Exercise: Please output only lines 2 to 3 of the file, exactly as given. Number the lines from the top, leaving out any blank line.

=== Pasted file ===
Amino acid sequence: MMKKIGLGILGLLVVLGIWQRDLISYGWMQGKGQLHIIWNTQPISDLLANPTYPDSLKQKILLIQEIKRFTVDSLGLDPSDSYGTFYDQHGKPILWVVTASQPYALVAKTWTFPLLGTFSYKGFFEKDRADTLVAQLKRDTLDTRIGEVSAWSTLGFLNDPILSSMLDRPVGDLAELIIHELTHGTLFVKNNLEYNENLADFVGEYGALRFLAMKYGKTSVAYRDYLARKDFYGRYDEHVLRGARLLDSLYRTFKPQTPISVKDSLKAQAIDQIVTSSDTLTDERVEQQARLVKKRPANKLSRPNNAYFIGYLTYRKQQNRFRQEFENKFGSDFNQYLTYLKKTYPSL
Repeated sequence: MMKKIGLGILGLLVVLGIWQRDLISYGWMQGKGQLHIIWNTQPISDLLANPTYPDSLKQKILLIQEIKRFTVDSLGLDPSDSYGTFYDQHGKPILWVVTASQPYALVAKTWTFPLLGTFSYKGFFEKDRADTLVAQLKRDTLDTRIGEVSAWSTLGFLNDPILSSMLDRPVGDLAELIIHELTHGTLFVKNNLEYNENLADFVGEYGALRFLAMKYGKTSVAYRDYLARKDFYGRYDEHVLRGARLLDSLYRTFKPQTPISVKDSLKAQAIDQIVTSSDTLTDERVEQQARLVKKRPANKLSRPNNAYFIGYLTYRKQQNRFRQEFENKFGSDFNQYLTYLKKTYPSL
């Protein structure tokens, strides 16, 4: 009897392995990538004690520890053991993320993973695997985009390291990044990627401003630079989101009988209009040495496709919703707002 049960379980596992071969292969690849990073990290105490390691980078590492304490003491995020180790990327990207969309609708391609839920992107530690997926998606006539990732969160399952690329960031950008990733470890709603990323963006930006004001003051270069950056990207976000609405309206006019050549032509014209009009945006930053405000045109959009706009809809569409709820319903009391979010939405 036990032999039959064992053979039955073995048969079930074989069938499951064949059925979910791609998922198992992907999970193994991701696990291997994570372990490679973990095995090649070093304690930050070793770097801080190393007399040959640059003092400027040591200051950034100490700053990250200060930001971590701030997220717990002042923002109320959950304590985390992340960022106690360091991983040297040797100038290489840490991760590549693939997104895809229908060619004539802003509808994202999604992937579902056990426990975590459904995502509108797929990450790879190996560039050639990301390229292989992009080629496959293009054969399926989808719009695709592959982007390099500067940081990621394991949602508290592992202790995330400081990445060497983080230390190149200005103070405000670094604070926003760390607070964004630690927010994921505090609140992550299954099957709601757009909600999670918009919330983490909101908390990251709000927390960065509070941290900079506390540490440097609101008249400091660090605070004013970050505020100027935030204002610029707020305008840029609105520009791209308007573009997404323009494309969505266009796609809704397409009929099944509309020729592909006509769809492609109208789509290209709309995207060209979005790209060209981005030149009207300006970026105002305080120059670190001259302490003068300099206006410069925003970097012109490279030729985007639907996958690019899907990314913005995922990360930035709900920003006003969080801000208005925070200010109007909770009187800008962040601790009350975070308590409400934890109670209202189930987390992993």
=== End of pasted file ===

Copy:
Repeated sequence: MMKKIGLGILGLLVVLGIWQRDLISYGWMQGKGQLHIIWNTQPISDLLANPTYPDSLKQKILLIQEIKRFTVDSLGLDPSDSYGTFYDQHGKPILWVVTASQPYALVAKTWTFPLLGTFSYKGFFEKDRADTLVAQLKRDTLDTRIGEVSAWSTLGFLNDPILSSMLDRPVGDLAELIIHELTHGTLFVKNNLEYNENLADFVGEYGALRFLAMKYGKTSVAYRDYLARKDFYGRYDEHVLRGARLLDSLYRTFKPQTPISVKDSLKAQAIDQIVTSSDTLTDERVEQQARLVKKRPANKLSRPNNAYFIGYLTYRKQQNRFRQEFENKFGSDFNQYLTYLKKTYPSL
């Protein structure tokens, strides 16, 4: 009897392995990538004690520890053991993320993973695997985009390291990044990627401003630079989101009988209009040495496709919703707002 049960379980596992071969292969690849990073990290105490390691980078590492304490003491995020180790990327990207969309609708391609839920992107530690997926998606006539990732969160399952690329960031950008990733470890709603990323963006930006004001003051270069950056990207976000609405309206006019050549032509014209009009945006930053405000045109959009706009809809569409709820319903009391979010939405 036990032999039959064992053979039955073995048969079930074989069938499951064949059925979910791609998922198992992907999970193994991701696990291997994570372990490679973990095995090649070093304690930050070793770097801080190393007399040959640059003092400027040591200051950034100490700053990250200060930001971590701030997220717990002042923002109320959950304590985390992340960022106690360091991983040297040797100038290489840490991760590549693939997104895809229908060619004539802003509808994202999604992937579902056990426990975590459904995502509108797929990450790879190996560039050639990301390229292989992009080629496959293009054969399926989808719009695709592959982007390099500067940081990621394991949602508290592992202790995330400081990445060497983080230390190149200005103070405000670094604070926003760390607070964004630690927010994921505090609140992550299954099957709601757009909600999670918009919330983490909101908390990251709000927390960065509070941290900079506390540490440097609101008249400091660090605070004013970050505020100027935030204002610029707020305008840029609105520009791209308007573009997404323009494309969505266009796609809704397409009929099944509309020729592909006509769809492609109208789509290209709309995207060209979005790209060209981005030149009207300006970026105002305080120059670190001259302490003068300099206006410069925003970097012109490279030729985007639907996958690019899907990314913005995922990360930035709900920003006003969080801000208005925070200010109007909770009187800008962040601790009350975070308590409400934890109670209202189930987390992993």